Just because we've put some time together doesn't mean we're the picture of serenity 24/7 does it? (I can cite numerous examples of my serenity and humility or lack thereof) The still suffering alcoholic is not always the new person in the room. Another fine example of why we should be very careful on what we say because we never know who's listening. Life is life, it goes up and it goes down. I was told that life doesn't change after coming to aa; that we change to life; that we see things not for how they are, but for how we are at the time. When I talk with new people I tell them that feelings and thoughts are just passing things and that the best gage is to look to see where your feet are, are they in a meeting or in a bar? We all get a pass. As for the blogging article, who give a crap what the ny times thinks, you know what you do and why you do it they don't need to explain it to us...Keep it up MC; and hope your daughter is doing well. You're in my thoughts and prayers! -Dave from Maryland

Mark said...

Thanks MC!!! Seriously - thanks!

Through the years some things have developed, like not mentioning or mentioning my sobriety date as needed. I understand. I also understand the insanity of condescending jacka**es.

What has also developed that I usually don't talk about is that I have a passionate belief, and have seen again and again, that condescending folks usually find God laying a reality check on them that gives them a "decision." Many of them make the wrong decision.

And wind up drunk.

It behooves me to maintain constant vigilance for quite a few principles. Nowadays, the most important principle is to stay humble enough that the God I understand keeps me from harm. That is, imho, what you did and what that person did not do.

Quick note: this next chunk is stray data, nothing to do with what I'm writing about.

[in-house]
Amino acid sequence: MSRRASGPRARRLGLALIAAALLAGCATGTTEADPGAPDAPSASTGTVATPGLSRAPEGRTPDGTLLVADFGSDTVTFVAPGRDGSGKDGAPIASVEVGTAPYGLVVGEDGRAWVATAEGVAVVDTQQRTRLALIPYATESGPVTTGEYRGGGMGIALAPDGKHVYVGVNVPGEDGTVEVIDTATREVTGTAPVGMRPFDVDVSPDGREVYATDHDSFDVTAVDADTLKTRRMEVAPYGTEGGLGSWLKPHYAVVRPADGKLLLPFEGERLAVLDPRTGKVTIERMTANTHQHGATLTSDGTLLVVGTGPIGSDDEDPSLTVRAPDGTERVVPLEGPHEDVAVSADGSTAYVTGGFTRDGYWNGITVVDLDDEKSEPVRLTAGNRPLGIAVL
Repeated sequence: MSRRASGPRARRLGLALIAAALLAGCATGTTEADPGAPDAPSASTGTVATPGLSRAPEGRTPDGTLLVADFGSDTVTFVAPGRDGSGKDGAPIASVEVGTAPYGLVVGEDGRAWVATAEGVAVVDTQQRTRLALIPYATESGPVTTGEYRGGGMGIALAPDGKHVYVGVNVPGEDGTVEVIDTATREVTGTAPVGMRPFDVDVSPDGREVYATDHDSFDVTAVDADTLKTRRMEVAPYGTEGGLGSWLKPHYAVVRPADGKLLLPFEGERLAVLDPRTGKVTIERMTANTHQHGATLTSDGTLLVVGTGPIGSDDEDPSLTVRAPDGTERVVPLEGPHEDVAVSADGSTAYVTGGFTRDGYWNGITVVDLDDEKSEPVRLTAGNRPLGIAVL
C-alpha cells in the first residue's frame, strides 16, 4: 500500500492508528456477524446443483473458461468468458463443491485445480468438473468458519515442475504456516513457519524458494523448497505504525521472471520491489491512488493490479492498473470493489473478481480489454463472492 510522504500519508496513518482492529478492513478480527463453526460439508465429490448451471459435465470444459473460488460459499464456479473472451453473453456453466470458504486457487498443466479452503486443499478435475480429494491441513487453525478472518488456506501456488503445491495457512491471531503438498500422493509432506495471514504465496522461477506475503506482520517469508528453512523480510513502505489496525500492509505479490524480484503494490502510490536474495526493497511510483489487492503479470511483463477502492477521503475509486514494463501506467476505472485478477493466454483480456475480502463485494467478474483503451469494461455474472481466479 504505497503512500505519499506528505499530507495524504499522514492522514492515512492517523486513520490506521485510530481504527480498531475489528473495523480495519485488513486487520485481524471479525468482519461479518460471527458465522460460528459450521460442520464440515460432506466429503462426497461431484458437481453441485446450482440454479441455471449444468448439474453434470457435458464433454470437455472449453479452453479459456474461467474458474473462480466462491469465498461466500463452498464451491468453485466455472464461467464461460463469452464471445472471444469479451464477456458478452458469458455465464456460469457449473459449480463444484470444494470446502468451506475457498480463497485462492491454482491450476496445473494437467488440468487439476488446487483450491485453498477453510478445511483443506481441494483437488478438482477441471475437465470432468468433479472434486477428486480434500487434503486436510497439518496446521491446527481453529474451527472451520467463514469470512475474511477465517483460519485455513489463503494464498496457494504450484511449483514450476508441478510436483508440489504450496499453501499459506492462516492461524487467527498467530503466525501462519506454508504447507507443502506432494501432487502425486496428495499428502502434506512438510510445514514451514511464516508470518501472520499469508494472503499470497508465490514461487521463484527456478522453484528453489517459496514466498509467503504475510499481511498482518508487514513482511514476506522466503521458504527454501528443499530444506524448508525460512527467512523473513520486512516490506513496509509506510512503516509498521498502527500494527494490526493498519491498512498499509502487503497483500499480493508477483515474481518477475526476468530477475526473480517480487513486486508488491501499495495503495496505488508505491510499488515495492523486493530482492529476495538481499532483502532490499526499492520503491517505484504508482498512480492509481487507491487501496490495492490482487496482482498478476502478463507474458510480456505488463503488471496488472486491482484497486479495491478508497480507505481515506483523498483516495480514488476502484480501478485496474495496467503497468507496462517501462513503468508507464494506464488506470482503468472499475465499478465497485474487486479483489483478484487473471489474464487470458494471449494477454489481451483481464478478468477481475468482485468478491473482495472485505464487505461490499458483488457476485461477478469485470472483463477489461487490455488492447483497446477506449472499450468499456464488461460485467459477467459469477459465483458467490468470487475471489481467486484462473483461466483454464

I believe the "end result" becomes inevitable and I must pray for goofs like that.

Have a great day - I hope you feel better...

Pam said...

I have read that every which way and don't understand what you got shit about??? 'splain yourself little jalepeno

Bill said...

I love what Dave in MD had to say.

I also got a chuckle over the story about what Condescending Woman said to you. Isn't it jarring when we suddenly realize how some folks view us? I think my HP does that to me now & then for a laugh.

I try to stay aware of the new AA members of my regular group when they are at the 1-3 month period in sobriety. Amidst all the 'life is grand' talk, I tell about how hard it was for me then, because I started feeling things again. I was angry, confused, yearning, bitter, and hopeful all at the same time. I will always have rough days, but it's leveled off. If we can't be honest about how we currently feel in the rooms (like Scott said) then we might as well go to garden parties and talk about the roses.

It's funny that you brought this up, because I was just saying to my sponsor earlier this week that maybe I should stop sharing in meetings. He said "I would not want you to do that. When you share, you speak from the heart, and we need that."

That's what he'd say to you, too.

Melissa said...

I read that you were going to visit your daughter in re-hab. And sorry for the trouble you received for sharing. I came across recently that I thought you might really enjoy and possibly relate to. Alive! is a book about family, recovery, and forgiveness. There is so much more to this true story. It's amazing how we all deal with very similar struggles in our lives.